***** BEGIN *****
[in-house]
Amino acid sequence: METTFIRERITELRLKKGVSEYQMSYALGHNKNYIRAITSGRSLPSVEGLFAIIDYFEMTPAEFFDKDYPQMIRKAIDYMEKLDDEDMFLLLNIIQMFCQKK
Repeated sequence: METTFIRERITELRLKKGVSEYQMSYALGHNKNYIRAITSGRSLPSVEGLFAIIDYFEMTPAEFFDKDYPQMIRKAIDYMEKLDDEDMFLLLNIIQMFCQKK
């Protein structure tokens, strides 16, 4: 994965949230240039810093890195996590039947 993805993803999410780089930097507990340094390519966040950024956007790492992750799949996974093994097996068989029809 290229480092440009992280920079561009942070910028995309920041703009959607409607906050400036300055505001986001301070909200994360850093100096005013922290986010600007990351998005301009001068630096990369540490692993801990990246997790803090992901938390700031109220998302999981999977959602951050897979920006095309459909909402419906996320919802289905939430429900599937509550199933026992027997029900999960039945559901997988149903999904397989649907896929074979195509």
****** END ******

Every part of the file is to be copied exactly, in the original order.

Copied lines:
[in-house]
Amino acid sequence: METTFIRERITELRLKKGVSEYQMSYALGHNKNYIRAITSGRSLPSVEGLFAIIDYFEMTPAEFFDKDYPQMIRKAIDYMEKLDDEDMFLLLNIIQMFCQKK
Repeated sequence: METTFIRERITELRLKKGVSEYQMSYALGHNKNYIRAITSGRSLPSVEGLFAIIDYFEMTPAEFFDKDYPQMIRKAIDYMEKLDDEDMFLLLNIIQMFCQKK
């Protein structure tokens, strides 16, 4: 994965949230240039810093890195996590039947 993805993803999410780089930097507990340094390519966040950024956007790492992750799949996974093994097996068989029809 290229480092440009992280920079561009942070910028995309920041703009959607409607906050400036300055505001986001301070909200994360850093100096005013922290986010600007990351998005301009001068630096990369540490692993801990990246997790803090992901938390700031109220998302999981999977959602951050897979920006095309459909909402419906996320919802289905939430429900599937509550199933026992027997029900999960039945559901997988149903999904397989649907896929074979195509």